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A Comparative Overview of C#

Author: Ben Albahari
Date: Released 31 July 2000, updated 10 August 2000.
Acknowledgements (alphabetically): Don Box, C.R. Manning, Joe Nalewabau, John Osborn, Thomas Rhode & Daryl Richter for their feedback and support

This article focuses on the new ways of programming C# offers, and how it intends to improve upon its two closest neighbors, Java and C++. C# improves on C++ in a similar way to Java in many respects, so I'm not going to be re-explaining things like the benefits of a single-rooted object hierarchy. This article begins with a brief summary of the similarities between C# and Java, and then goes into exploring the new C# features. You can convert PDF to word if necessary to get a printable view of the article.


In June 2000, Microsoft announced both the .NET platform and a new programming language called C#. C# is a strongly-typed object-oriented language designed to give the optimum blend of simplicity, expressiveness, and performance. The .NET platform is centered around a Common Language Runtime (similar to a JVM) and a set of libraries which can be exploited by a wide variety of languages which are able to work together by all compiling to an intermediate language (IL). C# and .NET are a little symbiotic: some features of C# are there to work well with .NET, and some features of .NET are there to work well with C# (though .NET aims to work well with many languages). Projects created with C# and .NET are usually compatible with most web hosting providers. This article is mostly concerned with C#, but sometimes it is useful to discuss .NET too. The C# language was built with the hindsight of many languages, but most notably Java and C++. It was co-authored by Anders Hejlsberg (who is famous for the design of the Delphi language), and Scott Wiltamuth.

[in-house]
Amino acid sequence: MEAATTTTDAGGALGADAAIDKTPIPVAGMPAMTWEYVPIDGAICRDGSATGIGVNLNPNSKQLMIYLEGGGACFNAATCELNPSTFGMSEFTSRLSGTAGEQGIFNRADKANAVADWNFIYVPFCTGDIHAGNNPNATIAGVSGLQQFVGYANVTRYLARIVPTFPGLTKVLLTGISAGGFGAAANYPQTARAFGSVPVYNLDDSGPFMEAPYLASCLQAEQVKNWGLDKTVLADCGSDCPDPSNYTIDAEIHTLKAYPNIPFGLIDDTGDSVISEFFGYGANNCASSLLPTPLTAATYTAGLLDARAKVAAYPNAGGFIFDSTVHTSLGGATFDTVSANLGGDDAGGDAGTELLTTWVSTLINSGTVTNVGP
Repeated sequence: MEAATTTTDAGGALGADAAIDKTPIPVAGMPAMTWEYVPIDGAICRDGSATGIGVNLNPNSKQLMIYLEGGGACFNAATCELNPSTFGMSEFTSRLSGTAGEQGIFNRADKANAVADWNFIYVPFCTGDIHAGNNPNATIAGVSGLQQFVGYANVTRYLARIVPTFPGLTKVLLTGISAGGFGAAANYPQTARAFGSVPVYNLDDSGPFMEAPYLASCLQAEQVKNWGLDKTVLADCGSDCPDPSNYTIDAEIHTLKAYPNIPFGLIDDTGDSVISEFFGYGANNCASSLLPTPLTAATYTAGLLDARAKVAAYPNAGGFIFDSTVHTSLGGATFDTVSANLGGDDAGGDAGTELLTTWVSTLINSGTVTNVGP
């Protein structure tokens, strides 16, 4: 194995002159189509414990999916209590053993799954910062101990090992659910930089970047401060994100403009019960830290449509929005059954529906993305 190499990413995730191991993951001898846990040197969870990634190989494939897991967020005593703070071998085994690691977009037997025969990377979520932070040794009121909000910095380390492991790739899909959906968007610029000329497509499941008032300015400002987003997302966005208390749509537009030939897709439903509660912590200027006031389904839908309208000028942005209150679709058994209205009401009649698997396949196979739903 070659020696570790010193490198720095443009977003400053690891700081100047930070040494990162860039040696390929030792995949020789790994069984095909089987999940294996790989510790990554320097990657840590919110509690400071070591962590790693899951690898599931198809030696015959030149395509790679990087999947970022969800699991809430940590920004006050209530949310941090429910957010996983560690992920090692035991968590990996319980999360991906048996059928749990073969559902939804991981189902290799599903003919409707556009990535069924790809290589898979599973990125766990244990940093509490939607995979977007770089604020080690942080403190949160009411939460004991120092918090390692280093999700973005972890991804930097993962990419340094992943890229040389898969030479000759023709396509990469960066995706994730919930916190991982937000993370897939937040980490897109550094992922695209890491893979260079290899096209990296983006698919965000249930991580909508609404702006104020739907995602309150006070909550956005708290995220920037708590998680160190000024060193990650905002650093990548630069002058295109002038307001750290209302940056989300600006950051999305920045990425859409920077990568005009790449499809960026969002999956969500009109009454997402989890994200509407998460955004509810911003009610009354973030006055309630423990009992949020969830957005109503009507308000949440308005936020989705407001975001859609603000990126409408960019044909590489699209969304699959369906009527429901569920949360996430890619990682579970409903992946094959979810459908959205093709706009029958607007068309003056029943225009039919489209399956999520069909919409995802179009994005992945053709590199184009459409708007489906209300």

1. C# and Java

Below is a list of features C# and Java share, which are intended to improve on C++. These features are not the focus of this article, but it is very important to be aware of the similarities.

  • Compiles into machine-independent language-independent code which runs in a managed execution environment.
  • Garbage Collection coupled with the elimination of pointers (in C# restricted use is permitted within code marked unsafe)
  • Powerful reflection capabilities
  • No header files, all code scoped to packages or assemblies, no problems declaring one class before another with circular dependencies
  • Classes all descend from object and must be allocated on the heap with new keyword
  • Thread support by putting a lock on objects when entering code marked as locked/synchronized
  • Interfaces, with multiple-inheritance of interfaces, single inheritance of implementations
  • Inner classes
  • No concept of inheriting a class with a specified access level
  • No global functions or constants, everything belongs to a class
  • Arrays and strings with lengths built-in and bounds checking
  • The '.' operator is always used, no more ->, :: operators
  • null and boolean/bool are keywords
  • All values are initialized before use
  • Can't use integers to govern if statements
  • Try Blocks can have a finally clause


C# 3.0 in a Nutshell (April 2007) - by Joseph Albahari and Ben Albahari.

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